As someone who has always considered myself an avid music enthusiast, I always felt terrible at making playlists. Streaming music meant listening to my Liked Songs playlist on Spotify has nearly 2000 songs containing every imaginable genre. It was always thought of. “Oh, everything I like is already here; what's the point of consolidating it into its’ own area?” This all changed after my first semester at UIC Radio. Being a DJ with the hit program “NEET Radio,” I was finally put in the position where I had to have some sort of order and theme for my show, especially with having to share time with my wonderful co-host, Aaron.
One thing I found that revolutionized how I think about making a playlist for me was
using conceptual words. The idea came from observing how other hosts sequence their shows. A lot of what I witnessed was single words or ideas conceptualizing the entire show. Things such as feelings or experiences define what a playlist could be. My first real experience with this was making a fall playlist. We based this playlist around the direct idea of being "mellow.” Knowing I had a requirement to make a soft playlist really had me thinking, as I wanted to fit the vibe perfectly. As daunting as the task felt, having a word or concept made it so much easier to put music that fits together. Some songs, such as “Mellow Yellow” by Donovan, felt like such an easy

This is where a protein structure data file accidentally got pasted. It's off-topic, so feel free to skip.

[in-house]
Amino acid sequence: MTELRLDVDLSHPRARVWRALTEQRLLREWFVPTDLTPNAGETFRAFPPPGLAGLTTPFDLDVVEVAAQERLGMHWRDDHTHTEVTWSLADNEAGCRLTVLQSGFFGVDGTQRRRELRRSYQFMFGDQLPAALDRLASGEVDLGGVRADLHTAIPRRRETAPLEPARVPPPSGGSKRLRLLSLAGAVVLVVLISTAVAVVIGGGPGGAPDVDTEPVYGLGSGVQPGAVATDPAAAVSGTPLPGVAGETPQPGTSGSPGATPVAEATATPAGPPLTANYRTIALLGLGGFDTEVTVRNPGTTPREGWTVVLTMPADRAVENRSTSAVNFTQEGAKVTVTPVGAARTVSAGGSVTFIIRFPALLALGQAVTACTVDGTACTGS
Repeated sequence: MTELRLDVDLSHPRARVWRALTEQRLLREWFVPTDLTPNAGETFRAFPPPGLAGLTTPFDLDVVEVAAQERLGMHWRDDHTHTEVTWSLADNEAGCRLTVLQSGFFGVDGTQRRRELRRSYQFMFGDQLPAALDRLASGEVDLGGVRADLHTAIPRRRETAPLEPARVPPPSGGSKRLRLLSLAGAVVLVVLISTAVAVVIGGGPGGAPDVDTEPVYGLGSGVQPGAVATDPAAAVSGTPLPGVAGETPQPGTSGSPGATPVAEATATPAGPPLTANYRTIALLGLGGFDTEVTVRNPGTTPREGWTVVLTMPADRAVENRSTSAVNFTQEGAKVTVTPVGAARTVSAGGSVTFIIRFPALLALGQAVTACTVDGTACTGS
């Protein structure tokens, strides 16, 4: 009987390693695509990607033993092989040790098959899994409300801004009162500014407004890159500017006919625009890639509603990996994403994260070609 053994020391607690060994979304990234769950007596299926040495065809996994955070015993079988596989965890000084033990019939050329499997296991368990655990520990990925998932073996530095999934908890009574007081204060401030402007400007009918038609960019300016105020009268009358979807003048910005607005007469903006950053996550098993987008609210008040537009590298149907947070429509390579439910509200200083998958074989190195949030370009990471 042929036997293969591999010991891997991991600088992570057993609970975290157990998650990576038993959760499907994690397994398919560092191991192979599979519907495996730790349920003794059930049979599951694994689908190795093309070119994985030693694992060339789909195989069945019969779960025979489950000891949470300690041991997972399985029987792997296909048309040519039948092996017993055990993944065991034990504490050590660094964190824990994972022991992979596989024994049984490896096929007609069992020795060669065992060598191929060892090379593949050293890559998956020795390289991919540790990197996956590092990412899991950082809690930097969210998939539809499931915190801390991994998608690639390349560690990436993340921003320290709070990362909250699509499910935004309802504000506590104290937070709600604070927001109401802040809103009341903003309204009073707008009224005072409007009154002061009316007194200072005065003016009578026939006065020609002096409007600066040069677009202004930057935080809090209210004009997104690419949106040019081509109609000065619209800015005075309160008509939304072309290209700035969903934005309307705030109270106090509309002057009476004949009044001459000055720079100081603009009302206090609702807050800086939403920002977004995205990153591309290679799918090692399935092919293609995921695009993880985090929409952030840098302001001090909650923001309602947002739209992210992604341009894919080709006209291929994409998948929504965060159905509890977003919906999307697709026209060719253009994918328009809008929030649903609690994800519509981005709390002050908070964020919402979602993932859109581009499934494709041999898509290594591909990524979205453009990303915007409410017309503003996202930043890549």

picks because the concept I was going for was staring straight at me. Other songs required a bit of more thinking, as I wouldn’t have it stare at me, and I would have to trust my heart and ears to make the right decision. The song “the ocean that ate new york” by Cottonwood Firing Squad felt like a pick I was driven to make, but I was unsure of how it would fit with how my cohost was planning his part of the segment. When it came to the show and I played it for the first time, really seemed to enjoy it, and I really felt a sense of accomplishment and pride as I finally
able to do something that I always felt I was bad at; I made a playlist that fit a vibe and people liked the show segment for what it was.
The moral of the story is that, as a host, if you are ever struggling with a show concept or if you think you suck at making playlists, just come up with a silly concept word in 30 seconds and dive headfirst into trying to fulfill what the concept means to you, because most of the time people will.